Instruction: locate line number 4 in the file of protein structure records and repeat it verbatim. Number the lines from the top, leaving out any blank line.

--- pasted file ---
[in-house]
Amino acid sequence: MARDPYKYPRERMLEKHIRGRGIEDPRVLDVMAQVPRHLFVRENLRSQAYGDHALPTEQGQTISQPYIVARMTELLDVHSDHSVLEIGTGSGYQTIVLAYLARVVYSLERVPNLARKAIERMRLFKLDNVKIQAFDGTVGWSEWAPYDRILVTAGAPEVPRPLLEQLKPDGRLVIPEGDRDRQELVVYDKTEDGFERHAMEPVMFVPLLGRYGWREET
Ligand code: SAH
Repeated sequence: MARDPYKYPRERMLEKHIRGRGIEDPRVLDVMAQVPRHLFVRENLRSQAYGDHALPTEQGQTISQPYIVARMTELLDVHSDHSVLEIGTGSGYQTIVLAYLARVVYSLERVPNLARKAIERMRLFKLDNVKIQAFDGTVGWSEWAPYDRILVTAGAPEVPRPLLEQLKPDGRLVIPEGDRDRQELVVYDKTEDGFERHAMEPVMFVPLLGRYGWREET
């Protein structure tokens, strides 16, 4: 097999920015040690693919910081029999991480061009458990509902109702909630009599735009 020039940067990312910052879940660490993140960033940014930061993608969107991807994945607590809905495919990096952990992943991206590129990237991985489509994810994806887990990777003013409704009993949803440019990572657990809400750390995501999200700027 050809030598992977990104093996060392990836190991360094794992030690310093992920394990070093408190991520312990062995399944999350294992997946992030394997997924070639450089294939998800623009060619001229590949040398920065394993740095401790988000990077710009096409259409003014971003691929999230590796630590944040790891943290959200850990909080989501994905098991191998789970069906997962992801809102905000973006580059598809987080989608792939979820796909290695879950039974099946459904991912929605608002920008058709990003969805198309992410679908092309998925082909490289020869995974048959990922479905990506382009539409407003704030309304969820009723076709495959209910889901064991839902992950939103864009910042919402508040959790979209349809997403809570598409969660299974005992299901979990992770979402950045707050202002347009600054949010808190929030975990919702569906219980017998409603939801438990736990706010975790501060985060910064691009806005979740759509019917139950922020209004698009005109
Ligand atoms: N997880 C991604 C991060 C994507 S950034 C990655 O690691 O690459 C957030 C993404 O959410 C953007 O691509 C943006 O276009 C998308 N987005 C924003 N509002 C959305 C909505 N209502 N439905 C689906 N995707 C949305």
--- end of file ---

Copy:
Repeated sequence: MARDPYKYPRERMLEKHIRGRGIEDPRVLDVMAQVPRHLFVRENLRSQAYGDHALPTEQGQTISQPYIVARMTELLDVHSDHSVLEIGTGSGYQTIVLAYLARVVYSLERVPNLARKAIERMRLFKLDNVKIQAFDGTVGWSEWAPYDRILVTAGAPEVPRPLLEQLKPDGRLVIPEGDRDRQELVVYDKTEDGFERHAMEPVMFVPLLGRYGWREET